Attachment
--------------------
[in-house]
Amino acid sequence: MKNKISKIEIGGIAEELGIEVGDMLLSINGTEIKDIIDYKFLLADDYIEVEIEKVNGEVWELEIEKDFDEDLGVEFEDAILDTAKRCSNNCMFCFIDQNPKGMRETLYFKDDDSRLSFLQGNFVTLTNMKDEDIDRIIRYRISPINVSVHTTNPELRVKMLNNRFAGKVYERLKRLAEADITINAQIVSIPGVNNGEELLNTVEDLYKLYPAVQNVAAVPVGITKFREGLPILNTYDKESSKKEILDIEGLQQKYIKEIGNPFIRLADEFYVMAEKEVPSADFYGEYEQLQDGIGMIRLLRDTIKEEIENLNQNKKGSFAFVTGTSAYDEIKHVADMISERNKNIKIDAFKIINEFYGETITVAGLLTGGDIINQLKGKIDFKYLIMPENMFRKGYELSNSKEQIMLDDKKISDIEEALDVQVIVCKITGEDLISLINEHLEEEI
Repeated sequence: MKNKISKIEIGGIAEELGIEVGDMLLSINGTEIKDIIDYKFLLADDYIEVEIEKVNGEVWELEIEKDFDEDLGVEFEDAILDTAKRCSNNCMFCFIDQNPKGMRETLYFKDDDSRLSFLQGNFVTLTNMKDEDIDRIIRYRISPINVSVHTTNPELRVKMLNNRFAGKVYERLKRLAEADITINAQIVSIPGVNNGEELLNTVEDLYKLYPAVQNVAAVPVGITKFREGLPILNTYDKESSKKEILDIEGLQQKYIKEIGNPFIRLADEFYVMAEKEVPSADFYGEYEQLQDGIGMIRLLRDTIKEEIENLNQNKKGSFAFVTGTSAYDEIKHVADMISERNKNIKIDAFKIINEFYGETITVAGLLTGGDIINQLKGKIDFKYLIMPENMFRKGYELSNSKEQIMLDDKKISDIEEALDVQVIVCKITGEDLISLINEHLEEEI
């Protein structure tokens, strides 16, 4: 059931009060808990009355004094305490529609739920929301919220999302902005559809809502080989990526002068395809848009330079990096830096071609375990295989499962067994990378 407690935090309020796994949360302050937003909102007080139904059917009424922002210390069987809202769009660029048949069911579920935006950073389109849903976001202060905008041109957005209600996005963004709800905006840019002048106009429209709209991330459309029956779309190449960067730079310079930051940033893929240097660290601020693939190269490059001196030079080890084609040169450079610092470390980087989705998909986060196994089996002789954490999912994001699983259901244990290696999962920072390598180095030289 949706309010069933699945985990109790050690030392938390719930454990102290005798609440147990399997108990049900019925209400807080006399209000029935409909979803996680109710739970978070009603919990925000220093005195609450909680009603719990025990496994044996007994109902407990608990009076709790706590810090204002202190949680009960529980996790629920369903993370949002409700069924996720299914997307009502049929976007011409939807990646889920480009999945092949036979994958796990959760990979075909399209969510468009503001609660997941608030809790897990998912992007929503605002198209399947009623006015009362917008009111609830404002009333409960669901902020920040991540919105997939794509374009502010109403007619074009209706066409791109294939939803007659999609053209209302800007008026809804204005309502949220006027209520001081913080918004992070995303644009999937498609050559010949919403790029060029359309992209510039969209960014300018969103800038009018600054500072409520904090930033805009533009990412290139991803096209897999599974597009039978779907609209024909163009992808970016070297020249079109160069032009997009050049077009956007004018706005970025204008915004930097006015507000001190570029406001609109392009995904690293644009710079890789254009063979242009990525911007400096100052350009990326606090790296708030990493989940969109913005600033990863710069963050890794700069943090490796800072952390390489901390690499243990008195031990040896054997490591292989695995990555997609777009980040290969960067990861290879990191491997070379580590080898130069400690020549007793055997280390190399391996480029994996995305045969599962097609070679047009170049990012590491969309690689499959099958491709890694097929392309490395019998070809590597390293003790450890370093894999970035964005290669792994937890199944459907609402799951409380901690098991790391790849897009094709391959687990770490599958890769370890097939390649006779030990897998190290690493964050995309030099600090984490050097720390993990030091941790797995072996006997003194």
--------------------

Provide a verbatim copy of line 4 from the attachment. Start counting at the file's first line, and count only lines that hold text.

């Protein structure tokens, strides 16, 4: 059931009060808990009355004094305490529609739920929301919220999302902005559809809502080989990526002068395809848009330079990096830096071609375990295989499962067994990378 407690935090309020796994949360302050937003909102007080139904059917009424922002210390069987809202769009660029048949069911579920935006950073389109849903976001202060905008041109957005209600996005963004709800905006840019002048106009429209709209991330459309029956779309190449960067730079310079930051940033893929240097660290601020693939190269490059001196030079080890084609040169450079610092470390980087989705998909986060196994089996002789954490999912994001699983259901244990290696999962920072390598180095030289 949706309010069933699945985990109790050690030392938390719930454990102290005798609440147990399997108990049900019925209400807080006399209000029935409909979803996680109710739970978070009603919990925000220093005195609450909680009603719990025990496994044996007994109902407990608990009076709790706590810090204002202190949680009960529980996790629920369903993370949002409700069924996720299914997307009502049929976007011409939807990646889920480009999945092949036979994958796990959760990979075909399209969510468009503001609660997941608030809790897990998912992007929503605002198209399947009623006015009362917008009111609830404002009333409960669901902020920040991540919105997939794509374009502010109403007619074009209706066409791109294939939803007659999609053209209302800007008026809804204005309502949220006027209520001081913080918004992070995303644009999937498609050559010949919403790029060029359309992209510039969209960014300018969103800038009018600054500072409520904090930033805009533009990412290139991803096209897999599974597009039978779907609209024909163009992808970016070297020249079109160069032009997009050049077009956007004018706005970025204008915004930097006015507000001190570029406001609109392009995904690293644009710079890789254009063979242009990525911007400096100052350009990326606090790296708030990493989940969109913005600033990863710069963050890794700069943090490796800072952390390489901390690499243990008195031990040896054997490591292989695995990555997609777009980040290969960067990861290879990191491997070379580590080898130069400690020549007793055997280390190399391996480029994996995305045969599962097609070679047009170049990012590491969309690689499959099958491709890694097929392309490395019998070809590597390293003790450890370093894999970035964005290669792994937890199944459907609402799951409380901690098991790391790849897009094709391959687990770490599958890769370890097939390649006779030990897998190290690493964050995309030099600090984490050097720390993990030091941790797995072996006997003194």